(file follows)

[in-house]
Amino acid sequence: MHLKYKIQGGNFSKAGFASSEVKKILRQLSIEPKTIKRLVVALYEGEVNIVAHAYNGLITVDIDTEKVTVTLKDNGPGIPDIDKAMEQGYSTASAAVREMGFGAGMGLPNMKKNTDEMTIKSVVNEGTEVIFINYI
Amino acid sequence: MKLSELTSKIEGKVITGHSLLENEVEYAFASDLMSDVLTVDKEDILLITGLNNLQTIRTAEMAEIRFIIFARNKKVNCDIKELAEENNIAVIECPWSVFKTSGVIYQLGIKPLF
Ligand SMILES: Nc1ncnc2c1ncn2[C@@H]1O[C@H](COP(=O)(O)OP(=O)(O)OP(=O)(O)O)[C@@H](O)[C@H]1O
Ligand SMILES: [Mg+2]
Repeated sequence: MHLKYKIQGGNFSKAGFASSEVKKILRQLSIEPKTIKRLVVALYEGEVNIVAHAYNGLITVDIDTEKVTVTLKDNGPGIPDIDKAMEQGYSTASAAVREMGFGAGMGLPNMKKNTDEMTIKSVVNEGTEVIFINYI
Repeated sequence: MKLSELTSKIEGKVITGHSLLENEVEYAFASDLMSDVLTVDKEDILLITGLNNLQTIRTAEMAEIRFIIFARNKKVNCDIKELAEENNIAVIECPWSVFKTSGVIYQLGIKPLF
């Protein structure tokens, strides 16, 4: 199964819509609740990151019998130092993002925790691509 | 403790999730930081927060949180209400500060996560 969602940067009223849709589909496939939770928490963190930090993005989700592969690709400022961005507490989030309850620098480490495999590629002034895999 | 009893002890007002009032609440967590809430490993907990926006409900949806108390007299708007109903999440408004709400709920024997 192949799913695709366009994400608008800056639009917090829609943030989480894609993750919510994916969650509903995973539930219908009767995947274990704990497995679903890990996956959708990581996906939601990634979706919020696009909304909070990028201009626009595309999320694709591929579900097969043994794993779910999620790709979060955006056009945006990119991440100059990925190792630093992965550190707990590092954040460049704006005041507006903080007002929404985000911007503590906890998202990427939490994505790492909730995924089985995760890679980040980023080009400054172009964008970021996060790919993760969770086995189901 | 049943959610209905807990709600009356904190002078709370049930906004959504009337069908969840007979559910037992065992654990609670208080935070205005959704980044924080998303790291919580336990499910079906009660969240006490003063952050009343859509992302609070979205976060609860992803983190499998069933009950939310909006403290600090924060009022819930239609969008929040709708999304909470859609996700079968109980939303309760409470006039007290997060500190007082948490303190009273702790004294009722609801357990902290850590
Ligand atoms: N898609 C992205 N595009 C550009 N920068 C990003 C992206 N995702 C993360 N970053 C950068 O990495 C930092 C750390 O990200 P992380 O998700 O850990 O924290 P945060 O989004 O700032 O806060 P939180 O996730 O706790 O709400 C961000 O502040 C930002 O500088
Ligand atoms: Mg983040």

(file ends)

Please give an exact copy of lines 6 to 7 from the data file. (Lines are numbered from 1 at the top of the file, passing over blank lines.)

Repeated sequence: MHLKYKIQGGNFSKAGFASSEVKKILRQLSIEPKTIKRLVVALYEGEVNIVAHAYNGLITVDIDTEKVTVTLKDNGPGIPDIDKAMEQGYSTASAAVREMGFGAGMGLPNMKKNTDEMTIKSVVNEGTEVIFINYI
Repeated sequence: MKLSELTSKIEGKVITGHSLLENEVEYAFASDLMSDVLTVDKEDILLITGLNNLQTIRTAEMAEIRFIIFARNKKVNCDIKELAEENNIAVIECPWSVFKTSGVIYQLGIKPLF